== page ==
Here is an excerpt from CRA’s Fundraising Guidance describing “Conduct that is illegal or contrary to public policy”

CRA in its Fundraising Guidance notes:

“a) Conduct that is illegal or contrary to public policy

Fundraising activities that are illegal or contrary to public policy are prohibited and may result in revocation of registered charity status. [Footnote 1]

Examples of illegal fundraising activities are activities that are criminally fraudulent or violate federal or provincial statutes governing charitable fundraising, charitable gaming, the use of charitable property, or consumer protection.

Illegal fundraising is prohibited whether it is carried on by the charity itself or it is carried on by a third party on behalf of the charity. Charities should ensure that third parties raising funds on their behalf are complying with all applicable laws.

In particular, fundraising that includes the issuance of improper donation receipts is contrary to the Income Tax Act and can lead to revocation. [Footnote 2]  The CRA takes the position that fundraising is not acceptable even where the fundraising activity is not in itself illegal but is associated with illegal conduct. This is the case where a charity knows, or ought to have known, that it is furthering illicit practices or transactions.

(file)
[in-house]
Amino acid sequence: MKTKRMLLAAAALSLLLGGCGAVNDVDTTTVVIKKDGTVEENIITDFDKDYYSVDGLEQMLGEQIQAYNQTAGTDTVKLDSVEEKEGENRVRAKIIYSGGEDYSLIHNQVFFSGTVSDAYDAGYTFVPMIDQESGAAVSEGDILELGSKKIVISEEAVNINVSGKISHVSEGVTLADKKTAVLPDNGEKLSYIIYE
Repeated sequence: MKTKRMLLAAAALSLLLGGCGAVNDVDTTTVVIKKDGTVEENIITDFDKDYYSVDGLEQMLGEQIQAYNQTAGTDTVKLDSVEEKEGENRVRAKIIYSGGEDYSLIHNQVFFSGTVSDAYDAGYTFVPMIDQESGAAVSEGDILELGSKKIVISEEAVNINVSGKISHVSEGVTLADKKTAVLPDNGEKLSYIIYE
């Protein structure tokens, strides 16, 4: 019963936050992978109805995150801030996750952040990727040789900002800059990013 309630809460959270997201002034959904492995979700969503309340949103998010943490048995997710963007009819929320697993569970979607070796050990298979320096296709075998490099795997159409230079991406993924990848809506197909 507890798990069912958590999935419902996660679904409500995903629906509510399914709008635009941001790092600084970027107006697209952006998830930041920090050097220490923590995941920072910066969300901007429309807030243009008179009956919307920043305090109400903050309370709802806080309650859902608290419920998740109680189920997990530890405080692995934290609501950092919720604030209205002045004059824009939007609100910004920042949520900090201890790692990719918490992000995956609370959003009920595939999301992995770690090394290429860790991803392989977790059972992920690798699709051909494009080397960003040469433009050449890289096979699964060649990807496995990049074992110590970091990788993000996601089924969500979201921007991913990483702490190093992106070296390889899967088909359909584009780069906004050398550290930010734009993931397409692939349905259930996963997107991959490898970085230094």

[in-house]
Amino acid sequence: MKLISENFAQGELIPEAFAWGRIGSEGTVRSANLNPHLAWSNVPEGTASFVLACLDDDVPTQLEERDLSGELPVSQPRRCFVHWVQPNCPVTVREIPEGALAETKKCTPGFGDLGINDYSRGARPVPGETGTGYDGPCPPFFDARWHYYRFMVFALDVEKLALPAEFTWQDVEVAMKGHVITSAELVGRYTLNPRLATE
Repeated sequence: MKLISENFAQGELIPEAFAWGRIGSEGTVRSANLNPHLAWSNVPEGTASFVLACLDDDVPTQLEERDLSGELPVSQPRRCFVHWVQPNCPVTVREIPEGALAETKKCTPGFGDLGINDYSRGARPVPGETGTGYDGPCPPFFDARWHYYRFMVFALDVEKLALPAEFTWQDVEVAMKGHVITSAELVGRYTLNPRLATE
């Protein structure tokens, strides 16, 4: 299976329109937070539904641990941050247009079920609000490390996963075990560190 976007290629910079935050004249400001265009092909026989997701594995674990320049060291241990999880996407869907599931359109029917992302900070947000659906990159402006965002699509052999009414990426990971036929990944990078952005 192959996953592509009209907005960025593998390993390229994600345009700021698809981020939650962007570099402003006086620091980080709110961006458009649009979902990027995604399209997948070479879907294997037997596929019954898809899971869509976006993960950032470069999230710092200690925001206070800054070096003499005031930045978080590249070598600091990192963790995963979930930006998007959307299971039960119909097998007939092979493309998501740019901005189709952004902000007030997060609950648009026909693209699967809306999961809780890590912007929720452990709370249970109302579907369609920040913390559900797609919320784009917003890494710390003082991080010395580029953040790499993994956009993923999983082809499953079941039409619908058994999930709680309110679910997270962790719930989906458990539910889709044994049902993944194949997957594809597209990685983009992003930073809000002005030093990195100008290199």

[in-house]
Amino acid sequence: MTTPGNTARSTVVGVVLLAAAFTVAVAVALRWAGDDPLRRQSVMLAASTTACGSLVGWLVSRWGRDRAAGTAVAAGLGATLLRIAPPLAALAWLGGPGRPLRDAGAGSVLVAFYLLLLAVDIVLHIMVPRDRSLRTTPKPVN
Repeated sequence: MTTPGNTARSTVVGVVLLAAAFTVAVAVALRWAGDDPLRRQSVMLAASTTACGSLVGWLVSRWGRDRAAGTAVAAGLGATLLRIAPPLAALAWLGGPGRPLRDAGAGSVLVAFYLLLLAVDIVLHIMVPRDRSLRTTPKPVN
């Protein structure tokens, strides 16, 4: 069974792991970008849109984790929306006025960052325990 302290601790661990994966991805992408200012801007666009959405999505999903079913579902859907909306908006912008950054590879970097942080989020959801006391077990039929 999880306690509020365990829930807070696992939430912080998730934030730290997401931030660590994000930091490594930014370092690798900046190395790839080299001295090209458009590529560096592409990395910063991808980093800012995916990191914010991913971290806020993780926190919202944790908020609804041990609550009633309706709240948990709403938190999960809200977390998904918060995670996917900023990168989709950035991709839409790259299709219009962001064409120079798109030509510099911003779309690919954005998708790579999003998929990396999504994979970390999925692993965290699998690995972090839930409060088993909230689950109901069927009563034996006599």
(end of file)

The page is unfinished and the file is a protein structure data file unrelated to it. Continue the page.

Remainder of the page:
For example, where a charity fails to exercise adequate care to ensure the integrity of a third-party tax shelter scheme marketed to multiple donors, it may be facilitating or advancing wrongful conduct by others. This may be grounds for revocation or other sanctions.

Under section 230 of the Income Tax Act, registered charities are required to keep books and records to allow amounts deductible, or subject to be collected, to be determined, and to verify donations to the charity for amounts eligible for deductions or credits under the Income Tax Act.

Public policy

Registered charities, or third parties acting on their behalf, are not permitted to engage in conduct that is contrary to public policy. Fundraising activities can be contrary to public policy if they result in incontestable harm to the public interest or if they do not comply with government rules, directives, and regulations.

The courts have held that fundraising contracts can be harmful to the public interest if they result in misrepresentation to the public about whether donated amounts go to the charity or to pay the fundraising company collecting them (Ontario Public Guardian and Trustee) v. Aids Society for Children (Ontario), [2001] O.J. No. 2170 (QL).

Making a fundraising solicitation that does not comply with Canadian Radio-television and Telecommunications Commission directives, the Commission’s telemarketing rules, or other established government policy may also be considered contrary to public policy.”

To review the CRA Fundraising Guidance see “How do I find the CRA Guidance on Fundraising for Canadian charities?”.